As introduced in other articles, wide variety of available biometric sensors, which can monitor both behavioural and physiological parameters are either non-invasive or invasive.
Non-invasive sensors, which are installed around the barn, include surveillance cameras and sensors in the feeding systems to monitor animal weight and feed intake. Non-invasive sensors also include sensors that can be easily attached to animals, such as pedometers, GPS and activity sensors, that can be used to monitor livestock behaviour.
On the contrary, invasive sensors, typically are swallowed by or implanted in an animal and is useful for monitoring internal physiological measures, such as rumen health and body temperature.
Thermometers, accelerometers, and radio-frequency identification (RFID) tags, microphones, and cameras are the most used non-invasive sensors for monitoring livestock animals. These allow farmers to monitor temperature, activity levels, sound levels in the barn (e.g. sneezing, and coughing) and specific behaviours (e.g., aggression in pigs).
Livestock farmers are increasingly utilizing RFID devices, which may be embedded in ear tags and collars or implanted under the skin, to monitor a wide variety of behaviours such as general activity, eating, and drinking.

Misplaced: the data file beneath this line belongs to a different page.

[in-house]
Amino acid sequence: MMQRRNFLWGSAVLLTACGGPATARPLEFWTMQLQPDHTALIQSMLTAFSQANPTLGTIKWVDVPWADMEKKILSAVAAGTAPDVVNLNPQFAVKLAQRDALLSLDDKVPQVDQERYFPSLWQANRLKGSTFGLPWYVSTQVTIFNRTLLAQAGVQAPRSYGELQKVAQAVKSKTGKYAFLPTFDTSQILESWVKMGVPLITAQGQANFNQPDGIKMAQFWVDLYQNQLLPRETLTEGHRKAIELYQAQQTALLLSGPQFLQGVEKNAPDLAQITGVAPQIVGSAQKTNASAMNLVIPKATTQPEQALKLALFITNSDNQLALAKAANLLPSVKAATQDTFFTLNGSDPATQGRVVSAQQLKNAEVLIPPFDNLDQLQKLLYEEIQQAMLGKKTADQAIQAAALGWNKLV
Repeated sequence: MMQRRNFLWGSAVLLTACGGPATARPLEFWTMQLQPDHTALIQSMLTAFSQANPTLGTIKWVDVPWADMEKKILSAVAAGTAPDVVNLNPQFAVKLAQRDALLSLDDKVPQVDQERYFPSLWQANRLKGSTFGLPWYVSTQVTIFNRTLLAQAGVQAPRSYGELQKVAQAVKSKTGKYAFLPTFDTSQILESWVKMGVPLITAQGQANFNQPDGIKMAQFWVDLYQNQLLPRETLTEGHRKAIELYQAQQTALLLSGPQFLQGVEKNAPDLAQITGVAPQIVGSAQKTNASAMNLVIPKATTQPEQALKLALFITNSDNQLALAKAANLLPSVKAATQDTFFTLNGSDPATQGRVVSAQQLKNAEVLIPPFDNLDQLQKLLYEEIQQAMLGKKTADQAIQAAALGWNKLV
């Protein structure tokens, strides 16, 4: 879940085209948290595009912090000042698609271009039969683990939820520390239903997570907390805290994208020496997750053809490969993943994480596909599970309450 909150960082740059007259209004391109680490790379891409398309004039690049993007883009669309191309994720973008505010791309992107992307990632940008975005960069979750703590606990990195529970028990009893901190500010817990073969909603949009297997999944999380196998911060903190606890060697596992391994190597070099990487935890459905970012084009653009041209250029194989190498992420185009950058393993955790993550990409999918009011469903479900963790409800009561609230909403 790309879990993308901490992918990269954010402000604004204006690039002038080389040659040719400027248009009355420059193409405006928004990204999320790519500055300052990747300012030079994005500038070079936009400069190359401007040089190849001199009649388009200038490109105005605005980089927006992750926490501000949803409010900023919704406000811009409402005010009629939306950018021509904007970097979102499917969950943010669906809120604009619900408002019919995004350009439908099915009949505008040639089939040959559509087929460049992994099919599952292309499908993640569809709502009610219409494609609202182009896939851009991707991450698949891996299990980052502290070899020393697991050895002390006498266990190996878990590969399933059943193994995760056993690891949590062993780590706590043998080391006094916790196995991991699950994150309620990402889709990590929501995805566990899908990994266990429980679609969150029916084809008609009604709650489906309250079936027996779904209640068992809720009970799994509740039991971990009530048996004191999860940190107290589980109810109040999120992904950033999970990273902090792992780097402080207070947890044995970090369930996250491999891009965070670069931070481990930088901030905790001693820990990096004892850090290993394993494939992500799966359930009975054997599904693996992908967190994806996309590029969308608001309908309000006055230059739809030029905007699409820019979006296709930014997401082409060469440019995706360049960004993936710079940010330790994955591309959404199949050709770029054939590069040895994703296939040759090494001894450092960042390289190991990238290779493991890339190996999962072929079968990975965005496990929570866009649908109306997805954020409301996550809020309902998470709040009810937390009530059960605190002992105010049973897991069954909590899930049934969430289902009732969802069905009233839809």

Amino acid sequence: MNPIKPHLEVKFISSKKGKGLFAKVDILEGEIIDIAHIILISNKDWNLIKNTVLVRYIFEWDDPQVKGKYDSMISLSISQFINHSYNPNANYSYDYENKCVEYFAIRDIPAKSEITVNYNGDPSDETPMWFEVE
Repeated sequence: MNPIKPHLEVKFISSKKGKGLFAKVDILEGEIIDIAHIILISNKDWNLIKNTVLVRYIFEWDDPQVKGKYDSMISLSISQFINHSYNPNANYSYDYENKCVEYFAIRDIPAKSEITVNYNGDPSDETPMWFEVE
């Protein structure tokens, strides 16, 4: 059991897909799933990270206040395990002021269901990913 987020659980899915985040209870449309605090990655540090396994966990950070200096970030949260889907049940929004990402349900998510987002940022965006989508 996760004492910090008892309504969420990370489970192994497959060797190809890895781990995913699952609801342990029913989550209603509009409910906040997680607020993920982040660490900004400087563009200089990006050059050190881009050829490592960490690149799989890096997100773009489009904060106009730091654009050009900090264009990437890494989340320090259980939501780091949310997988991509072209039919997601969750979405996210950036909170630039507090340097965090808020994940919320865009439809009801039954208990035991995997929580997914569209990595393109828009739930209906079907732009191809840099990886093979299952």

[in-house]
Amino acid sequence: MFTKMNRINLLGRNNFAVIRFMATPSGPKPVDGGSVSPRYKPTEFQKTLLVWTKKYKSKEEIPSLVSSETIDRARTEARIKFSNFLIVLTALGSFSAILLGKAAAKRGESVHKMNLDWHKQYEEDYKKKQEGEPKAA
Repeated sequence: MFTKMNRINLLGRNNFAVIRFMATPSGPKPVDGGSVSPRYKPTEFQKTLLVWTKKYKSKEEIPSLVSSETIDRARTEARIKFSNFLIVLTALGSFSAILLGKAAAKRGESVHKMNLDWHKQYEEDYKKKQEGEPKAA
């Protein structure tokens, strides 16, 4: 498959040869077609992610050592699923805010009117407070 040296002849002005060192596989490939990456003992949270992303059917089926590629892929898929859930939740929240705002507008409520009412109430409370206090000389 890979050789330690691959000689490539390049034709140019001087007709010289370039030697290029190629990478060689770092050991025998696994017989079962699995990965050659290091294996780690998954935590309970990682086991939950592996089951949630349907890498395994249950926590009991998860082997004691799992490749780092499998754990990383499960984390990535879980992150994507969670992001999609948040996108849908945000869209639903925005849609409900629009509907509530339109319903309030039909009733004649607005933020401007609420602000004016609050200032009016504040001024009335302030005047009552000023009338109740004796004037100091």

Thermometers, along with physiological sensors, such as Thermal infrared (TIR) imaging, and heart rate monitors, can also measure stress in animals before being slaughtered and can be compared with meat quality metrics to improve the consistency and quality of consumer products. With the use of biometric sensors, researchers have been able to detect changes in heart rate in real time, in response to both positive and negative stressors, compare individual responses across animals, and track how heart rate changes over time in response to different stressors.
In a study with pigs, a negative stressor caused elevated heart rate for one minute following a loud noise. A positive stressor (a towel to play with) also caused elevated heart rate for two minutes after the stressor was provided. Heart rate monitors are also useful for monitoring overall health and metabolic energy production. Biometric sensors, such as photoplethysmographic (PPG) system, an optical technique used to detect volumetric changes in blood in peripheral circulation, can easily be attached to ear tags or other body parts to continuously monitor livestock heart rates.
Through these understandings of various methods to monitor livestock, our aim as Pales, is to support both the farmer’s and veterinaries’ needs to detect and prevent animals’ disease with near-real time monitoring and make possible to conduct early intervention.
Many devices are already available in the market, but the value we want to bring is the cost and the realization of least maintenance as possible, in order to save labour cost and time.